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by Lisa Albergo reporting for AFANA from Chicago

Former Bomber and Saint Andrew Lovett has filed papers with the Australian Supreme Court over the lack of progress in his grievance hearing with the AFL. Lovett, who is facing criminal charges over an alleged r*pe of a woman on Christmas Eve last year, was sacked by St Kilda after being arrested and charged. After the club canceled his contract, Lovett decided to take his case to the AFL grievance tribunal with the support of the AFLPA in an effort to recoup some of the monies he lost due to his sacking. However, the Victorian police and the prosecutors office requested that the tribunal delay their hearing for fear that it might prejudice the legal case.

St Kilda did attempt a settlement with Lovett through mediation. It is believed the club offered Lovett a payout of $300,000. That settlement was refused by Lovett and his lawyers. After that, Lovett wanted a hearing with the AFL grievance tribunal, alleging that he was unfairly fired by the Saints. His lawyers have filed papers stating that the AFL hearing should go ahead. He is suing several members of the tribunal and St Kilda as well as filing a claim with Fair Work Australia. Fair Work Australia is set to hear the case next week, but should that fail to reach a resolution, the case could end up in Federal Court. Lovett's lawyers are hoping they can have the case heard in the Supreme Court within the month.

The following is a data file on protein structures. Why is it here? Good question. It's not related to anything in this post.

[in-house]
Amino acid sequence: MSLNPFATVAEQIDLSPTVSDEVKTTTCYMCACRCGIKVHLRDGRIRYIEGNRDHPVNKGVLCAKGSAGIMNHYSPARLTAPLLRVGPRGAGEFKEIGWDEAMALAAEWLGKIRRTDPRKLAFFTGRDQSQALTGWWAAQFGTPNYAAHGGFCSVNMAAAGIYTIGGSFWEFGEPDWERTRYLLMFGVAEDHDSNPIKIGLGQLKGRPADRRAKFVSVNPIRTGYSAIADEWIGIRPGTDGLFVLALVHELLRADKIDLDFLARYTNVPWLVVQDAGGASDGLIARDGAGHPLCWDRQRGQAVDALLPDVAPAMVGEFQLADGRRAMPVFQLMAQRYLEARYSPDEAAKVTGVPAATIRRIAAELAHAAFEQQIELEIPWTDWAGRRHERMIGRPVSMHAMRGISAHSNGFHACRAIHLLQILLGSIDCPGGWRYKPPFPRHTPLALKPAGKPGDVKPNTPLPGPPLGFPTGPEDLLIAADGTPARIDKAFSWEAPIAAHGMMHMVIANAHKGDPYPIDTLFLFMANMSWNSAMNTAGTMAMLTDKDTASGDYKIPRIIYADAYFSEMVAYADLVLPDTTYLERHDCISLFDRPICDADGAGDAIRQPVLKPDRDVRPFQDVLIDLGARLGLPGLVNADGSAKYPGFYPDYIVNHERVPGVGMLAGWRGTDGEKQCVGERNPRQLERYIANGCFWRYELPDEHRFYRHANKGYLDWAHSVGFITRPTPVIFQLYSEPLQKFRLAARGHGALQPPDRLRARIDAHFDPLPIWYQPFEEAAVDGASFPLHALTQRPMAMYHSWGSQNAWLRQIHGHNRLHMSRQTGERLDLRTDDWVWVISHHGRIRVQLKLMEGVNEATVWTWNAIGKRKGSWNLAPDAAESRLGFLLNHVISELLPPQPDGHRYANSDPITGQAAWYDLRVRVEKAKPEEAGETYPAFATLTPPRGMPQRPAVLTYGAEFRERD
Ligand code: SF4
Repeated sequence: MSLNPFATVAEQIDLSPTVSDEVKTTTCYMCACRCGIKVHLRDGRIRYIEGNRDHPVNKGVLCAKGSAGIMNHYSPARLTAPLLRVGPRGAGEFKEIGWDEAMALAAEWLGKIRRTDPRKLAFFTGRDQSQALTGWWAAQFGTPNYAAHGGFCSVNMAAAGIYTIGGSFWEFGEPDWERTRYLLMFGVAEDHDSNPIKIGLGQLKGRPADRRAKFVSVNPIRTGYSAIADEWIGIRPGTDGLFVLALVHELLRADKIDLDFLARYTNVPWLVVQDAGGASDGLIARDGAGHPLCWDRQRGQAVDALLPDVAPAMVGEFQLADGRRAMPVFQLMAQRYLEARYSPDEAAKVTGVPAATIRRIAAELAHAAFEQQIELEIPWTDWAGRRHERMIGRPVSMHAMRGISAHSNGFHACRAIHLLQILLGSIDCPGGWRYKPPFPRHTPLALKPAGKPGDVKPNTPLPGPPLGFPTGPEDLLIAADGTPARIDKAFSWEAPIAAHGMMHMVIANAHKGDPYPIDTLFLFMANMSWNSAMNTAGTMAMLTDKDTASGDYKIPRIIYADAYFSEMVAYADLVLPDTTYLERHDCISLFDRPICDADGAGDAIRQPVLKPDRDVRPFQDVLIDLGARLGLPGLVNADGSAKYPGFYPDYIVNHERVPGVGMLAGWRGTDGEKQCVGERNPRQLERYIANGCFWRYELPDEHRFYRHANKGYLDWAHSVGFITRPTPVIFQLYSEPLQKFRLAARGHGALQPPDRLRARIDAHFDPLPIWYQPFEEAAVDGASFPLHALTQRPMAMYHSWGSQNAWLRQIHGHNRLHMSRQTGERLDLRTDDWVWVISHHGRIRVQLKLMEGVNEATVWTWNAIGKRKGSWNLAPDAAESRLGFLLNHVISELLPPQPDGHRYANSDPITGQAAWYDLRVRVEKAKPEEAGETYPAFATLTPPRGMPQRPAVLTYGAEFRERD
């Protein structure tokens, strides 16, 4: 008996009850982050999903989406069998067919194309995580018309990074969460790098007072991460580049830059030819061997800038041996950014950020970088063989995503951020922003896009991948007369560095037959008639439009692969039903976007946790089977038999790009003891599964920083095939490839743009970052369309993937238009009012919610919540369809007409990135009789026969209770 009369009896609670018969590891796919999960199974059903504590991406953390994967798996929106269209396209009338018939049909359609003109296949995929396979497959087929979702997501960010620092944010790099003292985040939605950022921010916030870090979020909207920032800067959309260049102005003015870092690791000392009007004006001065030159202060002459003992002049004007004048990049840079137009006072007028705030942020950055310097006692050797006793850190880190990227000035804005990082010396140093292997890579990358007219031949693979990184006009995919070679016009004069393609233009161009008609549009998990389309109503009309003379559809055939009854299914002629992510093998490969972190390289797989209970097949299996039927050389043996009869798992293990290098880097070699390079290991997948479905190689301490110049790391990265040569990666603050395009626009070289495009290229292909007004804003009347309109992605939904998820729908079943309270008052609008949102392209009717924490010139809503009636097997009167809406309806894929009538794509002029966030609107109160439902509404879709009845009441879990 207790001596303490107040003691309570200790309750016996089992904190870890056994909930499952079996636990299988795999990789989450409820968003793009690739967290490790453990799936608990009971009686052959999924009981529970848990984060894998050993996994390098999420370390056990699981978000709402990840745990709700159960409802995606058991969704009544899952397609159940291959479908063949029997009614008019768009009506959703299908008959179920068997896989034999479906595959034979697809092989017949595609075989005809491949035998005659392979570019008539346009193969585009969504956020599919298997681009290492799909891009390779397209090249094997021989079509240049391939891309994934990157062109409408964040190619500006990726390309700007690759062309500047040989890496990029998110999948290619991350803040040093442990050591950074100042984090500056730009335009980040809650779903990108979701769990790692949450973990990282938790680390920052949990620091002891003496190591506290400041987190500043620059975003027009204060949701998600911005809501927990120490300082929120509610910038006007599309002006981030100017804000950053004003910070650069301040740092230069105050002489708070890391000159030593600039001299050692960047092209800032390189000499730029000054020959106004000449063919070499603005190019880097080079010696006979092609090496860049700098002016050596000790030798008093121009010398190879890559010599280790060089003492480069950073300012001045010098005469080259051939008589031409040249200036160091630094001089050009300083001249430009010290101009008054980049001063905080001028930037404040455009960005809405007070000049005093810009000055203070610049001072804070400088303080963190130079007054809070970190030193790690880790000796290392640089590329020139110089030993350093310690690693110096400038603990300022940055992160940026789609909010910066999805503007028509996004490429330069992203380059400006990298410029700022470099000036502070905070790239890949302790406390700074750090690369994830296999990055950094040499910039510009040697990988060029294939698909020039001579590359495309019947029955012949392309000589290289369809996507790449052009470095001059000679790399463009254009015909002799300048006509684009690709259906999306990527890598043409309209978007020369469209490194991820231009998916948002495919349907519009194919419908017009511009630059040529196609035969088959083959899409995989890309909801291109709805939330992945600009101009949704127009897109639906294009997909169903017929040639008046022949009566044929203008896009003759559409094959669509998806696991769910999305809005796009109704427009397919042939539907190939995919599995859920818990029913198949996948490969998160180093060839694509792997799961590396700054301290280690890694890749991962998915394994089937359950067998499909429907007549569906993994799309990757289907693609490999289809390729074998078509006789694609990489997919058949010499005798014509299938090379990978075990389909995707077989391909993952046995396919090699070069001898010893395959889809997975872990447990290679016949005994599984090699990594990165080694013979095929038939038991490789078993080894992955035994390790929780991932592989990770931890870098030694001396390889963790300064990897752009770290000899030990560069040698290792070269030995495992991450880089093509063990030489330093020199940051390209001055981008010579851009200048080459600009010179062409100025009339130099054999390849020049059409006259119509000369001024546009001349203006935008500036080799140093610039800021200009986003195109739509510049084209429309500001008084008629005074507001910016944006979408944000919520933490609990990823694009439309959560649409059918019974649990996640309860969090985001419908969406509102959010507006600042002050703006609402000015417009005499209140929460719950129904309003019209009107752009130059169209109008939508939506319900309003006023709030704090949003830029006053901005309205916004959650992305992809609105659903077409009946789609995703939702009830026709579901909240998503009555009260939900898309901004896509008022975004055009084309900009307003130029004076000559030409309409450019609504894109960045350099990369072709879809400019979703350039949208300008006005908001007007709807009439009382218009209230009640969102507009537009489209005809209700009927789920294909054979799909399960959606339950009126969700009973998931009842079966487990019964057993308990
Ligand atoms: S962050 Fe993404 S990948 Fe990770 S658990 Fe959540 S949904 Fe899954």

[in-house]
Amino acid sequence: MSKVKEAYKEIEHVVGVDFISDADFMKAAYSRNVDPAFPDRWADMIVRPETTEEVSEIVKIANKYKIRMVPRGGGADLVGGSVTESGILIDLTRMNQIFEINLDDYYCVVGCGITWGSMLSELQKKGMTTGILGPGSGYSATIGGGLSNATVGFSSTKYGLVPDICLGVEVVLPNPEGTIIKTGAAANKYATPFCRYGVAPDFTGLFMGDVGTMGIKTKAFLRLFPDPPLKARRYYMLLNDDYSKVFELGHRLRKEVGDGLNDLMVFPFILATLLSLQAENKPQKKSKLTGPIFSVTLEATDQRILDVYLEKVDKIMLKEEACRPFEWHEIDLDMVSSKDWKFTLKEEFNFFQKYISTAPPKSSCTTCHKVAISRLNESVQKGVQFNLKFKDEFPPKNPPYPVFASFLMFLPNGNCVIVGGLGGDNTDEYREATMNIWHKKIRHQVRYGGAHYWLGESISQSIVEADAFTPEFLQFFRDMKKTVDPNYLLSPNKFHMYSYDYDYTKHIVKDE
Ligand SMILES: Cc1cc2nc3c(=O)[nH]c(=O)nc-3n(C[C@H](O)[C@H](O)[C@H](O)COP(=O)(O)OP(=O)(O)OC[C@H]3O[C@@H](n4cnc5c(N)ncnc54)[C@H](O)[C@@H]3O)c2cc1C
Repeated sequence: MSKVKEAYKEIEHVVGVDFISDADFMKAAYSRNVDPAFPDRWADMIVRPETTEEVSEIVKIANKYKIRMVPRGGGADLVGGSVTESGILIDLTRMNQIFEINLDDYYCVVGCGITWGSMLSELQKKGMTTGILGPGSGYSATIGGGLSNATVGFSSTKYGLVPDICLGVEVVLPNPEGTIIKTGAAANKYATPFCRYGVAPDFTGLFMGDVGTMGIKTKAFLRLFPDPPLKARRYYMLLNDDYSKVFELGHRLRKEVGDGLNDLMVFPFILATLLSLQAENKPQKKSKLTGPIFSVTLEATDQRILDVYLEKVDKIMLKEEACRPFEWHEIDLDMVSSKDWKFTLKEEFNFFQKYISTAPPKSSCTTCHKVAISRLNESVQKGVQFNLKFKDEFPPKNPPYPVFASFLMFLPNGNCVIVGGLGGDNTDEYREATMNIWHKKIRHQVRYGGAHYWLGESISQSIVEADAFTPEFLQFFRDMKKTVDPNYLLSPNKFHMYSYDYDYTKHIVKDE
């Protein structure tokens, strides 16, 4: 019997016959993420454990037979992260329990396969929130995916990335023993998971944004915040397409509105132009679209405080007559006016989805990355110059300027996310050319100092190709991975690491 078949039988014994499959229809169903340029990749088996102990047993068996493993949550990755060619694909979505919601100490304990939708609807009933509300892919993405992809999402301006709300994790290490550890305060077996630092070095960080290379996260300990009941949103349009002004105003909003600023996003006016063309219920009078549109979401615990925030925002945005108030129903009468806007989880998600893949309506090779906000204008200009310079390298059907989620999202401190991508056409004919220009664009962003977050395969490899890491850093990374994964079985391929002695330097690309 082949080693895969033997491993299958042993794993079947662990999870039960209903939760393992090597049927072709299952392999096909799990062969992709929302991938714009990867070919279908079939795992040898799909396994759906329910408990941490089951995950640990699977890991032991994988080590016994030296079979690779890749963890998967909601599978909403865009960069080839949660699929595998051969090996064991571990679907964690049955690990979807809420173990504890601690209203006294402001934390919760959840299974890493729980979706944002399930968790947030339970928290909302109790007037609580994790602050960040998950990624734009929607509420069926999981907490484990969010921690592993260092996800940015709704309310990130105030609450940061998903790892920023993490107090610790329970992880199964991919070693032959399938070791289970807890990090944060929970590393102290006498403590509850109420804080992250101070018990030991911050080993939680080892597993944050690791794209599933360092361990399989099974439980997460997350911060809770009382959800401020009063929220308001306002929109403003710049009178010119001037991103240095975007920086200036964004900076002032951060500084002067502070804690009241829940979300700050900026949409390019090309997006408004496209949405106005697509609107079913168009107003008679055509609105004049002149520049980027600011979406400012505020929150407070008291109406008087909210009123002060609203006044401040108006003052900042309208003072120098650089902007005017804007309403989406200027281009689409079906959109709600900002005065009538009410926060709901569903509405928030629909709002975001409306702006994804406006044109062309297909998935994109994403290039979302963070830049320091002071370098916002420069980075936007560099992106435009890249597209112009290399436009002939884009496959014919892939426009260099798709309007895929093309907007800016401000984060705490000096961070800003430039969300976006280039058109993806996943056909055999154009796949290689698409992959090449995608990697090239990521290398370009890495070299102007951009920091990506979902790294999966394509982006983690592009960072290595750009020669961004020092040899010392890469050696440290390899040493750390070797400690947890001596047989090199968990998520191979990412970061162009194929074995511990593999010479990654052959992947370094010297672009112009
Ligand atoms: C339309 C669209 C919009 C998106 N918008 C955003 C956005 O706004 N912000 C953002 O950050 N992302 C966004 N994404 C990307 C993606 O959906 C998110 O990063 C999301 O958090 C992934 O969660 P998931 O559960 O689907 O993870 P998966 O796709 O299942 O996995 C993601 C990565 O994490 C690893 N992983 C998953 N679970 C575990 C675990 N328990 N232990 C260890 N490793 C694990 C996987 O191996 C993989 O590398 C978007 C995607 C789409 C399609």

Lovett was originally drafted as a rookie by Essendon in 2004 and elevated to the senior list in 2005. Rated as a skilled and quick midfielder with good goal sense, he played 88 games with the Bombers. However, disciplinary problems in recent years forced the Bombers to trade him at the end of last year. St Kilda was happy to pick him up, hoping to add to their midfield depth. Shortly after arriving at the club, he was disciplined for missing several training sessions and then came the arrest and criminal charges in February. The club felt they had no choice in canceling Lovett's contract.

Source: theage.com.au

Article last changed on Wednesday, May 05, 2010 - 7:46 PM EDT


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